George Duke, Jazz-Fusion Pioneer, Dies at 67
His Potawatomi Bingo and Casino Performance is One to Be Remembered
One of the brave pioneers of the jazz-fusion movement, George Duke, died last August 5, 2013 in Los Angeles. He was 67 years old. It was in Los Angeles where he was being treated for lymphocytic leukemia. The announcement was made by his record label, Concord Records.
The jazz world will definitely miss another great artist. One of the brave pioneers of the jazz-fusion movement, George Duke, died last August 5, 2013 in Los Angeles. He was 67 years old. It was in LA where he was being treated for lymphocytic leukemia. The announcement was made by his record label, Concord Records.
“The Northern California native was one of the leading forces in bringing jazz and rock together, genres that not only were typically separate in the 1950s and early ‘60s, but whose proponents often were philosophically at odds. Duke found the common ground between the styles,” news site MilwaukeeCourierOnline.com highlights. As the news site recalls one of his last concerts, “Duke and Stanley Clarke performed on June 21, 2012 at the Northern Lights Theatre at Potawatomi Bingo and Casino in Milwaukee. The event was a month prior to Duke’s wife, Corine passing from cancer.”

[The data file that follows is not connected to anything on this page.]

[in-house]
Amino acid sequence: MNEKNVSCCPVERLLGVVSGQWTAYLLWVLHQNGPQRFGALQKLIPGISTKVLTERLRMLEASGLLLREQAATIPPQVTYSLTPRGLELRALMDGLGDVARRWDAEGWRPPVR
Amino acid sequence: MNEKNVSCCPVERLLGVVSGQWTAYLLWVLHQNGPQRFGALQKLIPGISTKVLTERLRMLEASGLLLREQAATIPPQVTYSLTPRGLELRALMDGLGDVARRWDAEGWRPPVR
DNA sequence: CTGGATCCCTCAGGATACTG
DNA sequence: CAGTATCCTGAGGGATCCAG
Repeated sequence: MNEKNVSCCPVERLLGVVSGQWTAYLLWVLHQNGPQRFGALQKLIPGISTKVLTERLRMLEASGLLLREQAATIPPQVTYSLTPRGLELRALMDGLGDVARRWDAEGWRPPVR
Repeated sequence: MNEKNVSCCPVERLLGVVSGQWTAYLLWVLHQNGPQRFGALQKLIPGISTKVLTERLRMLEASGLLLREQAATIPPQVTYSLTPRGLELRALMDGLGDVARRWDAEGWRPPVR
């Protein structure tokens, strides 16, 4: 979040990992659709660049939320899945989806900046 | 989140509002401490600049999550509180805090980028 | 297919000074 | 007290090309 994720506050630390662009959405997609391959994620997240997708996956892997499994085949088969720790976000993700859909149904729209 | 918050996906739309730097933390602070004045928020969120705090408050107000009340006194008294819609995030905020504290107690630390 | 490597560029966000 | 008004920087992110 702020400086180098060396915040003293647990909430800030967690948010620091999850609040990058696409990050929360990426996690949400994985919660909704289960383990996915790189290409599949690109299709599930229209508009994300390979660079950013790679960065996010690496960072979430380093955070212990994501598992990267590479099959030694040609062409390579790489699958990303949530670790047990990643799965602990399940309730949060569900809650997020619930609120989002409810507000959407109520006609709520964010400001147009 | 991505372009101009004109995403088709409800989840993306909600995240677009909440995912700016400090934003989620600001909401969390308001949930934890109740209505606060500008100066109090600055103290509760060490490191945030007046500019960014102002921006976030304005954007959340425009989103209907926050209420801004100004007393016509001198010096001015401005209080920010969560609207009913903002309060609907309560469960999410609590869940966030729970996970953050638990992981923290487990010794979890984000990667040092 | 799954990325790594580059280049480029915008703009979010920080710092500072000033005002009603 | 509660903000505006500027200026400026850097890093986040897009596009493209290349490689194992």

The 50’s and 60’s were the decades where the entertainment industry had various epiphanies. From the melding of jazz and rock to the cultural boom of card game bingo, all the way to the British Invasion led by The Beatles. And just like how bingo transformed from being just a social game in bingo halls to an online favorite that varies from foxybingo online communities to Bingoblitz gaming apps, George Duke was the reason why jazz is now inculcated in many of our present music genres ranging from country to EDM.
His last major concert at the Potawatomi Bingo and Casino served as a special memento, an ideal coincidence even, that made everyone realize how the 60’s was very significant to our history. Whether you’re a bingo fanatic, a Beatles follower, or a jazz lover, Duke now serves as one of the heralds that the 1960s was a decade of achievements.
BBKingBlues.com wrote this dedication: “It is with deep regret that we learned of the passing of our dear friend and brother, George Duke. George was a Grammy winning musician who knew no musical boundaries, whose style and talent continually redefined jazz, funk, pop and music in general. He was also one of music’s great storytellers and never missed a chance to give an inside look to his music or life to anyone who would listen.”
He was scheduled to perform at BB Kings in Times Square but in lieu to what has happened, a memorial concert will be held and donations will be forwarded to the Leukemia & Lymphoma Society. Aside from the Duke’s memorial event and another symbolic coincidence, the society will also be in Los Angeles at Viva Cantina Burbank for a Legendary Bingo night event.